SFYN Podcast

Slow Food Youth Network

Our food chain is full of surprises and our food is handled by people you will most likely never meet. Where did your coffee come from? Who grew your cocoa for your chocolate? Who made your bread? We are about to start a journey together, finding our way through the food systems.

We want to give a stage to the people, whose voices are often not taken into consideration, or who are simply overlooked in the debate around food. We want to demonstrate that we all contribute to a more sustainable food system, that everyone has a story to tell and that there's a lesson in every single one of them.

Welcome to the SFYN Podcast!
Trailer 1 min 47 sec

All Episodes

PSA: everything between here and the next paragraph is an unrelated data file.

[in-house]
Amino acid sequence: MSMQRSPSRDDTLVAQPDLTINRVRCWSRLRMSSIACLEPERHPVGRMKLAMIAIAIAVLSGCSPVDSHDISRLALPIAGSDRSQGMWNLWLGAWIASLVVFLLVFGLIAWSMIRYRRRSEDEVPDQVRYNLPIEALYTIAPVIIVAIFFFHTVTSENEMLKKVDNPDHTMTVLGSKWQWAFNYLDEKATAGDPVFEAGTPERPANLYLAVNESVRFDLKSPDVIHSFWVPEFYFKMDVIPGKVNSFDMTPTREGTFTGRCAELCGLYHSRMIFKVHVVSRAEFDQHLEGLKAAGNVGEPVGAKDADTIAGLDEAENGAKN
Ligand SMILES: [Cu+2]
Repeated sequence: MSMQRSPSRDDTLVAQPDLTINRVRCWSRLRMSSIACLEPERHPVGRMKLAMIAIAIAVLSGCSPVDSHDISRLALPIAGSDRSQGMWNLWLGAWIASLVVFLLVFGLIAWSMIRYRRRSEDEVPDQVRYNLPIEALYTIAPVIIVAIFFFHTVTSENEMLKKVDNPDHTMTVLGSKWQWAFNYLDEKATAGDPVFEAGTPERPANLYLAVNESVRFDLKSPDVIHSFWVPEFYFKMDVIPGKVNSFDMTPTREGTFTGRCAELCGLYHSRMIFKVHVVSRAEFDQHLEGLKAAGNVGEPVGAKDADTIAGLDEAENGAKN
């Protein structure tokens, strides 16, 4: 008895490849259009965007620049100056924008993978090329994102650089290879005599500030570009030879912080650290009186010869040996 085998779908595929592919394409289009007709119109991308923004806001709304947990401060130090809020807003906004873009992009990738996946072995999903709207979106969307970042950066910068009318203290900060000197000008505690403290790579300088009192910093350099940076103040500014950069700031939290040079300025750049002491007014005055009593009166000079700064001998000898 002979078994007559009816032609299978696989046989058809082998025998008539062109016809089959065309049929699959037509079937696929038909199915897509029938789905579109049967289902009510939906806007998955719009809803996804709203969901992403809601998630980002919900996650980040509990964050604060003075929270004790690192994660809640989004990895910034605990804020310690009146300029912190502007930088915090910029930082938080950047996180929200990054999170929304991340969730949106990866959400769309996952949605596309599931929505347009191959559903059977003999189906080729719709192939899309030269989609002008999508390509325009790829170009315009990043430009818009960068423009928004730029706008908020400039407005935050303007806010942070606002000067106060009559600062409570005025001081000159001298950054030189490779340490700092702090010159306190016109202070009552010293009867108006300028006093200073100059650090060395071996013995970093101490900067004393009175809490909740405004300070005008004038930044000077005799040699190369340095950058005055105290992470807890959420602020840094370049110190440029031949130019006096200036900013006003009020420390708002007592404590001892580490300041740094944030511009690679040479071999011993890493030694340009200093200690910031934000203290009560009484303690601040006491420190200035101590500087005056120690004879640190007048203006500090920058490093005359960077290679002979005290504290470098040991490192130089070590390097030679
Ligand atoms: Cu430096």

Slow Food Europe is back with a second episode on the EU Farm to Fork Strategy, which was proposed by the EU Commission last year to accelerate the transition towards sustainable food systems in Europe. Last month, the EU Parliament voted in favor of this strategy despite repeated lobbying attacks from the agrifood industry. Slow Food warmly welcomed this vote, and took the opportunity to gather three panelists who have worked hard on the Farm to Fork Strategy since the start: Nina Holland, researcher at Corporate Europe Observatory (@nina_holland) Martin Dermine, policy officer at PAN Europe Tilly Metz, Member of the Group of the Greens/European Free Alliance at the European Parliament (@MetzTilly) In this episode, our guests talk about the EU Farm to Fork Strategy and what has happened since its publication in May 2020. They shed light on the intense lobbying that the agro-chemical industry has been doing to try to weaken the Strategy, and on how you, as European citizens can influence food policy, for example through the recent successful European Citizens Initative “Save bees and farmers”. For more details on the EU Parliament's vote of the EU Farm to Fork Strategy, read our recap article: https://www.slowfood.com/eu-parliament-gives-the-green-light-to-the-farm-to-fork-strategy/ Also, do not hesitate to follow @SlowFoodEurope on Twitter, as well as our guests: @MetzTilly, @corporateeurope and @EuropePAN!   Do you wanna give your feedback to the SFYN Podcast? Fill in this quick form: https://forms.gle/8dh6bViGAh3GKJsb8 Music: Leonardo Prieto Dorantes Production: Valentina Gritti  Financed by the European Union. The contents of this podcast are the sole responsibility of the author and the EASME is not responsible for any use that may be made of the information contained therein. A project by the Slow Food Youth Network